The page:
But this is not simply an issue of biodiversity and the web of dependencies that make it possible for all ecosystems to survive. Ladkani explains that once the vaquita has gone, there will be nothing to hold back the cartel. They will move in and “empty the ocean of life to go for the totoaba”.

The film makes clear, though, that the situation is already spiralling out of control, especially after the failure of the VaquitaCPR project, described as “the largest operation ever conducted to save a marine mammal from extinction”.

The aim of this project was to capture individual vaquita and keep them in a safe enclosure away from the gillnets, an endeavour never attempted before. Marine veterinarian Dr Cynthia Smith was well aware of the risks involved: “The hardest thing is going to be if they don’t accept our care. Some species just don’t tolerate that – and then we have to put them back. So we’re going to have to choose between possible death in our care or certain death in the ocean. So what do you do? How do you make that decision?”

In the end, the worst happened when a mature female died a few hours after being captured. Operating the only camera allowed on the scene, Ladkani describes how devastated everyone was by the event. “No-one could possibly imagine it would die… Everyone was doing everything in their power, but it didn’t work.”

With conservation efforts failing, the onus has fallen even more heavily on the Mexican authorities to stop the cartels. But despite a heavy military presence, fear and greed have worked their poison, even to the very highest levels of the Mexican navy, allowing the illegal fishing to continue.

It would seem to be a hopeless situation. But Sea of Shadows does not in any way strike a tone of despair. In fact, it is inspiring. And with the help of an investigation led by Andrea Crosta, it also offers a solution: go after the Chinese traffickers.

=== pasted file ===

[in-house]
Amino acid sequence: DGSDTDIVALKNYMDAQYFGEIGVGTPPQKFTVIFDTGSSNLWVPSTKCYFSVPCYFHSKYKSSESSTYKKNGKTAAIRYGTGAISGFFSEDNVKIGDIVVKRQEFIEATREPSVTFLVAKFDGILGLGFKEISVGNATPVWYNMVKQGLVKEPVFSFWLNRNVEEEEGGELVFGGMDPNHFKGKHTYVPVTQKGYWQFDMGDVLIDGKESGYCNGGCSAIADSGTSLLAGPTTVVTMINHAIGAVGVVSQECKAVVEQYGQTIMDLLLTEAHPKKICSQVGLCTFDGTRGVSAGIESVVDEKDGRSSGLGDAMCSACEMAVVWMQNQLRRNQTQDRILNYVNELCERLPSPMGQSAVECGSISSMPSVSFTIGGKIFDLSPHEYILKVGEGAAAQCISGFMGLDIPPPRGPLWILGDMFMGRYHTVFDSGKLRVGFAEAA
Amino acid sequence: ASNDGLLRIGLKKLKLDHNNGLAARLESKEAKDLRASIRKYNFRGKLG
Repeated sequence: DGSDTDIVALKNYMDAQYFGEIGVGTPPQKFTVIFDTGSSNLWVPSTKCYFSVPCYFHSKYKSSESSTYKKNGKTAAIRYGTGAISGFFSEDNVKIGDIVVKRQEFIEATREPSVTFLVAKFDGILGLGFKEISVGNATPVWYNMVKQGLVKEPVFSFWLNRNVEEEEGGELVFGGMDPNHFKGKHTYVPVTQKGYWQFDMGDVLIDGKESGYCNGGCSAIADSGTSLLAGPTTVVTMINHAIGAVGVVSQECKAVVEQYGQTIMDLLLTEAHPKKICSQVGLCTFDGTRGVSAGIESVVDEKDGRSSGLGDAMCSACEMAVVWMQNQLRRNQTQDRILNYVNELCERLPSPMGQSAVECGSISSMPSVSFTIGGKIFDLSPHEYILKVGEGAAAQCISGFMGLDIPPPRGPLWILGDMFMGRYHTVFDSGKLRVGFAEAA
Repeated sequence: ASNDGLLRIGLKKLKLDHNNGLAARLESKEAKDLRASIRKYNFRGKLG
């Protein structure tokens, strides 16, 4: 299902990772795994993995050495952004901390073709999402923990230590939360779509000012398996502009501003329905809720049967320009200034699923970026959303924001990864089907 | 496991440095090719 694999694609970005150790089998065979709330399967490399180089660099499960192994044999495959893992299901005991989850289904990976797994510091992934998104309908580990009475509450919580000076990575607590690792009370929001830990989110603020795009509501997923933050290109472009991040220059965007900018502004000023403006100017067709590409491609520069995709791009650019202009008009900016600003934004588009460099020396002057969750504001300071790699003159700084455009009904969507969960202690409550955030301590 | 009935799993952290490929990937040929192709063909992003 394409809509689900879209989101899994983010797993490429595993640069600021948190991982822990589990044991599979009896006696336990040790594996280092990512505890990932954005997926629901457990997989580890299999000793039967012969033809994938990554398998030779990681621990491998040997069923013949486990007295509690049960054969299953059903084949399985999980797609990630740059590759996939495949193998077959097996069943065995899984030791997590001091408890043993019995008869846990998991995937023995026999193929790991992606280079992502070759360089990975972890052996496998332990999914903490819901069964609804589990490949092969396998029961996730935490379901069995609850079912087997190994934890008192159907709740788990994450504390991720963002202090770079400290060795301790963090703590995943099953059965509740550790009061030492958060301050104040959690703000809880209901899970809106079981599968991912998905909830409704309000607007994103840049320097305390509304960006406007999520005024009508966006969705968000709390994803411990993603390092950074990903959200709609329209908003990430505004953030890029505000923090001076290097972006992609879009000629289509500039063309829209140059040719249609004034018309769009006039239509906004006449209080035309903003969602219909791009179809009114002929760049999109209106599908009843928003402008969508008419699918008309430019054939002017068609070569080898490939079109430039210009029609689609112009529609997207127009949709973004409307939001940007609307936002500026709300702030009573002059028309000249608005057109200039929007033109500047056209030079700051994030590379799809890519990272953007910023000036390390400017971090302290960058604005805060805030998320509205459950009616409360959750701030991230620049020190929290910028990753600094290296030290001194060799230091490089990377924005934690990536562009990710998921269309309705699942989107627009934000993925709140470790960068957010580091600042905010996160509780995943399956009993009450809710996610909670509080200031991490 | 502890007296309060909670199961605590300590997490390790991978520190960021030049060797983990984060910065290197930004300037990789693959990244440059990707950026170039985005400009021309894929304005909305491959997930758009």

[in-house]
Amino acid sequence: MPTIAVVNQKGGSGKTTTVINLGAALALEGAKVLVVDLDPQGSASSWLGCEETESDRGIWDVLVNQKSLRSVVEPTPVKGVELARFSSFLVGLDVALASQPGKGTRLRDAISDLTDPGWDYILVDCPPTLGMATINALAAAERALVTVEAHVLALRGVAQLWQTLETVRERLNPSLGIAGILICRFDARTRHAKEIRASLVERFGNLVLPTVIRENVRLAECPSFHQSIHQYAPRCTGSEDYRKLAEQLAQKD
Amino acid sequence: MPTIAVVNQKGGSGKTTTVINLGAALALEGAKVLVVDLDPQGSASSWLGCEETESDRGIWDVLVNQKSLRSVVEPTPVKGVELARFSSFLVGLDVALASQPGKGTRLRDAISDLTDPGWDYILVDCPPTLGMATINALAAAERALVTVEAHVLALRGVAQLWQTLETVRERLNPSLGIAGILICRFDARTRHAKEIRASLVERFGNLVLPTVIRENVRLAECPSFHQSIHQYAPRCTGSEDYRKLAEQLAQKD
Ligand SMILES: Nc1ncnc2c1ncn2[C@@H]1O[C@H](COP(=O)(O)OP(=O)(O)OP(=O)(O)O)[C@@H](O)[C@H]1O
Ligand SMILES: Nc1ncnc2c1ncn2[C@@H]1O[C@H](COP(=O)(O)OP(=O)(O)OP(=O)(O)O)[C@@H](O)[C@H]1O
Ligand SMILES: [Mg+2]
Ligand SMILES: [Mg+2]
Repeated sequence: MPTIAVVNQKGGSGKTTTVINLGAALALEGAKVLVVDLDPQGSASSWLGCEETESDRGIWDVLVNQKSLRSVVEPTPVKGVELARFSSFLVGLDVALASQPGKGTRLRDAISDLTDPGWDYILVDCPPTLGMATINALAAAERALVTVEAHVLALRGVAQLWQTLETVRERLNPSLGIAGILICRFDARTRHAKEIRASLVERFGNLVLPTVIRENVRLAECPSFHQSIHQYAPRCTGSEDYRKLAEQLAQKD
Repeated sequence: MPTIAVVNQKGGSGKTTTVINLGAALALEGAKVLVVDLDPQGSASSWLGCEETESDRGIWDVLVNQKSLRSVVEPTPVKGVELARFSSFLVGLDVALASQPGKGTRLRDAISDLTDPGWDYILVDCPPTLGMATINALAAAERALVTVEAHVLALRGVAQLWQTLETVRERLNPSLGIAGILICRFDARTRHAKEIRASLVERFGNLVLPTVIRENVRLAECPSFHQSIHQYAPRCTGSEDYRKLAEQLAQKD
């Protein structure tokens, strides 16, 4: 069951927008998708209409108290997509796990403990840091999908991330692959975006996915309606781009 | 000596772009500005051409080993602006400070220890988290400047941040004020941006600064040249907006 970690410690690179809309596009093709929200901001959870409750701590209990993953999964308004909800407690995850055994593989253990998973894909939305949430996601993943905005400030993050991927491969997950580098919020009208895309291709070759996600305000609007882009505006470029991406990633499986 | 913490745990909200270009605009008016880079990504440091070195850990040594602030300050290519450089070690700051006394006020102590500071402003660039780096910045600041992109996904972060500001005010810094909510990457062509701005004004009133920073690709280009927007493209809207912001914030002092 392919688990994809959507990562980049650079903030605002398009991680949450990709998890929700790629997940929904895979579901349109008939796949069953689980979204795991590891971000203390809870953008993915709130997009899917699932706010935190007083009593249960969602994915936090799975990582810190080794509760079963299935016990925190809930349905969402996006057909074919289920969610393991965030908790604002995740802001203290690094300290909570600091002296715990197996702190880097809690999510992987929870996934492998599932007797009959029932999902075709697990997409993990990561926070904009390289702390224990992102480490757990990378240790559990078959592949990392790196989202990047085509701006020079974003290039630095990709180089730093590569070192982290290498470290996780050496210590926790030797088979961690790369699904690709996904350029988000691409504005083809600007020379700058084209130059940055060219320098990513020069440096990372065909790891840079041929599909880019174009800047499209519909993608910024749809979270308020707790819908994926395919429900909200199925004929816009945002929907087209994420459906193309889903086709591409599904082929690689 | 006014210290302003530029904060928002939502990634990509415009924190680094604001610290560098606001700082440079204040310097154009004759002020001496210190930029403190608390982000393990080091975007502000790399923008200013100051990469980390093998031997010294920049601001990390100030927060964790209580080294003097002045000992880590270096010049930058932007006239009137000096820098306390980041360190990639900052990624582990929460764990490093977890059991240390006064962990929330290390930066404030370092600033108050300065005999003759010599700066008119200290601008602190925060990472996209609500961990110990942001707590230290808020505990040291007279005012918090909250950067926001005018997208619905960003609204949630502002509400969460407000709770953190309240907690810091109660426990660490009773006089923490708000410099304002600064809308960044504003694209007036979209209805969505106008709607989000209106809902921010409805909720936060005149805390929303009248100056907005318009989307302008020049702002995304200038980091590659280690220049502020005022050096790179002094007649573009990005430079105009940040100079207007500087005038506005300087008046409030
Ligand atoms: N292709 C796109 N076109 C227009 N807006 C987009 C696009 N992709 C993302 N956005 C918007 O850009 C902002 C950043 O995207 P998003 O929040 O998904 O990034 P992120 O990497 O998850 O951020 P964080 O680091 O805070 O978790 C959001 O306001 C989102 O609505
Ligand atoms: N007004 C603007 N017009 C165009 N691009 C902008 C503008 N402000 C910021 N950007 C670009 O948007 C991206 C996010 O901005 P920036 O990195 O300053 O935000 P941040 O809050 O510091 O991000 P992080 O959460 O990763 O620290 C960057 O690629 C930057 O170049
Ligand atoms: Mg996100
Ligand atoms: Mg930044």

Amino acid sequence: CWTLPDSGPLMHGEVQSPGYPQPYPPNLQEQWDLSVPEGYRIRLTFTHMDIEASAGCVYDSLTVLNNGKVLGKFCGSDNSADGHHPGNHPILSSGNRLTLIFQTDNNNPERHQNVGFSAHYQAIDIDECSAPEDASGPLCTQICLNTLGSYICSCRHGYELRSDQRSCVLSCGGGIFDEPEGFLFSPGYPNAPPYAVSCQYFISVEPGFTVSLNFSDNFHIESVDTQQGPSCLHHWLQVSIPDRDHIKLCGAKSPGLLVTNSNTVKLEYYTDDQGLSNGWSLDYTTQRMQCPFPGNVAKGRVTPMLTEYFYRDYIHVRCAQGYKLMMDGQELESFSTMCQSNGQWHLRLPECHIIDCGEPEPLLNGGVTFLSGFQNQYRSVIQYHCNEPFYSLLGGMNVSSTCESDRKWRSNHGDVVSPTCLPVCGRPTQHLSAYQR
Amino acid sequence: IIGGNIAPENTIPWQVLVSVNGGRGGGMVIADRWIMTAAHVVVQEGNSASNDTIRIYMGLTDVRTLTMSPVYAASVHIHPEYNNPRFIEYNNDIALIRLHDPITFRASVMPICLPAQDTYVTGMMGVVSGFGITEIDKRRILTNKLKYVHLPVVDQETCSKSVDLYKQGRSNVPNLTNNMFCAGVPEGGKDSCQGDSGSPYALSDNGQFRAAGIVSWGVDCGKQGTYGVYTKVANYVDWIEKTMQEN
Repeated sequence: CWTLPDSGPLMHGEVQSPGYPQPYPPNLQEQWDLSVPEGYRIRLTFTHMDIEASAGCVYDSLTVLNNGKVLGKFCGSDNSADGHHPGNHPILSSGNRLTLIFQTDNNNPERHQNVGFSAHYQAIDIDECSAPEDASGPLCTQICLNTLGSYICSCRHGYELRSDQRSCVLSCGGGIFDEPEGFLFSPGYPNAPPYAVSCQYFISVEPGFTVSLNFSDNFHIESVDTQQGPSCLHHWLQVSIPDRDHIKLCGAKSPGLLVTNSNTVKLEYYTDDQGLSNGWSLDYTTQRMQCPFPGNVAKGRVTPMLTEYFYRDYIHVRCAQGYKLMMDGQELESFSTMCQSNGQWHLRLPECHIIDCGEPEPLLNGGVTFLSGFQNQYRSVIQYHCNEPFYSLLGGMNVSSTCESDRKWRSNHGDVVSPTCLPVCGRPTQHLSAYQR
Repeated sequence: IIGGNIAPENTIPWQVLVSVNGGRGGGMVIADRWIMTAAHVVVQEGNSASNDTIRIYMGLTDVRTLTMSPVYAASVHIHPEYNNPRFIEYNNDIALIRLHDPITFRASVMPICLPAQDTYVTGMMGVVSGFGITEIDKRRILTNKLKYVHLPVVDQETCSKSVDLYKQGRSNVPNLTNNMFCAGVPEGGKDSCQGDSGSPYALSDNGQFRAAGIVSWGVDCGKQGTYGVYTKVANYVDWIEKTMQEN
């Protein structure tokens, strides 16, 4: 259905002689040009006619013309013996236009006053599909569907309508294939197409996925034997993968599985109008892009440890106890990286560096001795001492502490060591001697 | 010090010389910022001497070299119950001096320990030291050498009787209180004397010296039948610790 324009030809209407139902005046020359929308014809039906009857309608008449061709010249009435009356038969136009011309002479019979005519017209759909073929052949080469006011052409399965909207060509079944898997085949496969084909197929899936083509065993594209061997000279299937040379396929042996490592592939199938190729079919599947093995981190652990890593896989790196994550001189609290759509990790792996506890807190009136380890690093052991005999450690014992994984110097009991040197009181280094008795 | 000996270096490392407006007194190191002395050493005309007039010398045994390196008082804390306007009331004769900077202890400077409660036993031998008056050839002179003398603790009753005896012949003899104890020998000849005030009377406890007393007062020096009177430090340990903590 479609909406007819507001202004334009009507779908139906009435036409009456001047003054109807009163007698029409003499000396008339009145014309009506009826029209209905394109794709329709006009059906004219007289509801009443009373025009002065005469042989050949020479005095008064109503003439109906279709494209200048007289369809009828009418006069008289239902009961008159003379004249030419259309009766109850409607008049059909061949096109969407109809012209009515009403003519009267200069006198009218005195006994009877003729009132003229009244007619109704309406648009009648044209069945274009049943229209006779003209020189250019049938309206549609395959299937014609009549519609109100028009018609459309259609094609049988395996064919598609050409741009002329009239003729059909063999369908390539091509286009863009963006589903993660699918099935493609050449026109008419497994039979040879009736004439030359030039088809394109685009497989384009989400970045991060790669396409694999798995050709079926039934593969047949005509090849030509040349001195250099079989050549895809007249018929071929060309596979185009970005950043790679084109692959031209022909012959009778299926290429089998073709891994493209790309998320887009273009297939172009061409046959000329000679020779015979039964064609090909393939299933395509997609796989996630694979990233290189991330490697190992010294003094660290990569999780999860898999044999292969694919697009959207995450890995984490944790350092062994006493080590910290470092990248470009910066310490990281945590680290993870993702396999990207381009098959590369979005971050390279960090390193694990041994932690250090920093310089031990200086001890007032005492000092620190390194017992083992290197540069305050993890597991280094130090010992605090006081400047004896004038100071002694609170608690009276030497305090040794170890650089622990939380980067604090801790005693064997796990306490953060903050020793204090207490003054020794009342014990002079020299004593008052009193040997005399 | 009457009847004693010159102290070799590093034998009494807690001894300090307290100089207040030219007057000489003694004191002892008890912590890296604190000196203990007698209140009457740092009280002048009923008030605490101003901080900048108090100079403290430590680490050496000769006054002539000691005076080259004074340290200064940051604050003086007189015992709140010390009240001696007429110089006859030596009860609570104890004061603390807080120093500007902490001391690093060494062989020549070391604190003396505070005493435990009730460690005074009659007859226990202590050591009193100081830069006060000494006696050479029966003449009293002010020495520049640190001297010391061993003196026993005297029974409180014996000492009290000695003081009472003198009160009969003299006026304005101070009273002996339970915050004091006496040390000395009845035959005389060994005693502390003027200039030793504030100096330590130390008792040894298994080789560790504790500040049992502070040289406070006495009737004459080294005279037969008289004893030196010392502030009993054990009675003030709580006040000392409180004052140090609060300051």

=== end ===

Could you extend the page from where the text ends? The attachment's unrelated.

“[Cartel boss] Oscar Parra is just a tool. The Chinese traders need people like Parra to keep the trade on,” says Crosta as he sets out on an undercover mission to collect evidence on a shadowy buyer in Mexicali.

Landaki agrees: “The cartel needs a buyer. Without the Chinese, you can’t get the product to China. The Mexican narco traffickers have zero connection to China, directly. They work with the Chinese Mexican citizens… without them, they’re nothing.”

The result of Crosta’s investigation, a report exposing roughly 30 Chinese traffickers based in Mexico, has now been submitted to the Mexican authorities, and Ladkani says his team are pushing hard for action to be taken.

This is just one of the many things Ladkani is doing to ensure Sea of Shadows makes a difference for the vaquita. He is a firm believer in the power of film to bring change. And well he might be. His last documentary, The Ivory Game, helped persuade the Chinese authorities to shut down the ivory trade at the end of 2017.

But while a key message of that film was that only Beijing had the power to save the elephants, this time Ladkani is adamant the Chinese are doing everything they can. “China banned the totoaba a long time ago… They’ve done ten times more than the Mexicans,” he says.

Jack Hutton makes the point more forcibly: “To go after the mindset of the Chinese people would seem like a rather pointless thing to do for the survival of the vaquita currently. It will take a generational change… and we don’t have time for the vaquita, for the Sea of Cortez… It’s past midnight at this stage.”

It’s not too late to create a movement though. For Ladkani, his film is “the last stand” for the vaquita, and he wants to reach as big an audience as possible: “I’m not targeting the people who are already in conservation… I’m targeting the whole world. Only if we have a movement of people who wake up and see this is happening to our planet, that’s when you can create change.”

Sea of Shadows is in cinemas worldwide and is now available to stream on the National Geographic web app.

This article was originally published on chinadialogueocean.net